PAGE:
On Thursday night, the The New Yorker released a compelling interview of President Obama by David Remnick. The piece takes place over the course of election week, so it relates how the president moved from “cautious optimism” just prior to the big day into the realization that things weren’t going as planned. And of course, there’s the aftermath by which Obama struggled to come to terms with not only Hillary Clinton’s stunning loss but it how it shall affect his legacy. The piece is well worth reading in full, but the most fascinating portions involve Obama consoling others through their shock and confusion.
To his staff members, Obama reassured them on the morning after their worst political nightmare. He insisted that wasn’t literally the end of the world: “This is not the apocalypse. I don’t believe in apocalyptic — until the apocalypse comes.” Obama seemed shell-shocked through much of the piece too, but he stays stoic for others while revealing glimpses of his true emotions to Remnick. Then came the not-so-easy task of explaining to daughters Malia and Sasha how exactly Trump won and why the aftermath was filled with racially charged attacks, protests, and sadness:
“What I say to them is that people are complicated. Societies and cultures are really complicated … This is not mathematics; this is biology and chemistry. These are living organisms, and it’s messy. And your job as a citizen and as a decent human being is to constantly affirm and lift up and fight for treating people with kindness and respect and understanding. And you should anticipate that at any given moment there’s going to be flare-ups of bigotry that you may have to confront, or may be inside you and you have to vanquish. And it doesn’t stop … You don’t get into a fetal position about it. You don’t start worrying about apocalypse. You say, O.K., where are the places where I can push to keep it moving forward.”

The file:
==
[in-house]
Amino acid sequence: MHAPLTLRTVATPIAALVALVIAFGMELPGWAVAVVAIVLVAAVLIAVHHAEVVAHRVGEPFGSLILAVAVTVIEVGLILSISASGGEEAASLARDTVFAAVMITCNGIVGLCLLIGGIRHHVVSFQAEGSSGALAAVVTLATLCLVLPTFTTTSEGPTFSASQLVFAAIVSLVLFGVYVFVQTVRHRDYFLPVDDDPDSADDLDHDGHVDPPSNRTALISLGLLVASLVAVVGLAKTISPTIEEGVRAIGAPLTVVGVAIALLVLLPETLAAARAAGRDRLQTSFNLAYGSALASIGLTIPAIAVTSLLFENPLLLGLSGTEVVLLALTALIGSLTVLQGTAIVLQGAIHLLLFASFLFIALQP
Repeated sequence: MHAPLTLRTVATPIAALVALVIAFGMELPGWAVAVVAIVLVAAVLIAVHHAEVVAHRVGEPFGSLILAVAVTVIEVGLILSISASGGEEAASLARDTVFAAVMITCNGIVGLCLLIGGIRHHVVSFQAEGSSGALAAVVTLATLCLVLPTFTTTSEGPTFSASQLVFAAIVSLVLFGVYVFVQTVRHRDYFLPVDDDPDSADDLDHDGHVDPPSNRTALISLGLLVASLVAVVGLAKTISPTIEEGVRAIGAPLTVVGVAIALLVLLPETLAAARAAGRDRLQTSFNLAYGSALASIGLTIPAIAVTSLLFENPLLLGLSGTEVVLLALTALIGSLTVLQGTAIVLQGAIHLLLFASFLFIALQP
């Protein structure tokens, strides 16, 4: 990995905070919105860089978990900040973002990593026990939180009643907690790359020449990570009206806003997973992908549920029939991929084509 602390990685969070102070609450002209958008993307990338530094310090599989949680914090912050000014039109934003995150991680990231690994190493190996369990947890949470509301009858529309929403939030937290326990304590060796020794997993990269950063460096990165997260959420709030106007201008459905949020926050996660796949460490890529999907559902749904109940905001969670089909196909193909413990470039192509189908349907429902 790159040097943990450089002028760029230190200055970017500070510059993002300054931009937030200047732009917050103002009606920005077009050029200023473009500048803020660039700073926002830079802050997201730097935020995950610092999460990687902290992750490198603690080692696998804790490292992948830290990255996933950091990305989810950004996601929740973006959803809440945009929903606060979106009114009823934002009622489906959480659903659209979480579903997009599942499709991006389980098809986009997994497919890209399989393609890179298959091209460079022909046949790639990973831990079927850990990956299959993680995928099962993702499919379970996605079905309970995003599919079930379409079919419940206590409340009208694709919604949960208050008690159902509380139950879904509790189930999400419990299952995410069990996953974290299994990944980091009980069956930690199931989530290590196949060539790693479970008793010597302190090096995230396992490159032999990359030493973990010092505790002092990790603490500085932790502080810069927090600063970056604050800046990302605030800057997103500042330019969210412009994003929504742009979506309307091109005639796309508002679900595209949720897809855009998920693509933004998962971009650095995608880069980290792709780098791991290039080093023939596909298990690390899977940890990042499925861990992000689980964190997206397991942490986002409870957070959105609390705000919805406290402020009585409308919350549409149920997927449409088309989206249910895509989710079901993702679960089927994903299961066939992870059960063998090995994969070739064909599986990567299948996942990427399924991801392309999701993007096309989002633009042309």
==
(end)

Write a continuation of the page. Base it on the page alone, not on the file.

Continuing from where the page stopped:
Leave it to Obama to make every other parent feel inadequate with their own shrugs and silence in response to their own teenagers’ questions. After all, Hillary Clinton’s chances went from “a lock” to “not at all good” in very short order. There are plenty of factors within her loss, which will be analyzed for generations to come, but there’s time for that later. Obama just wanted to make sure everyone he knew was alright, and his daughters lucked out with such a perceptive dad.
You can read the full interview here. It’s a rather engrossing week-in-the-life piece that was undoubtedly planned out with one outcome in mind and then adapted through the chaos and stages of political grief. Folks are going to miss Obama.
(Via The New Yorker)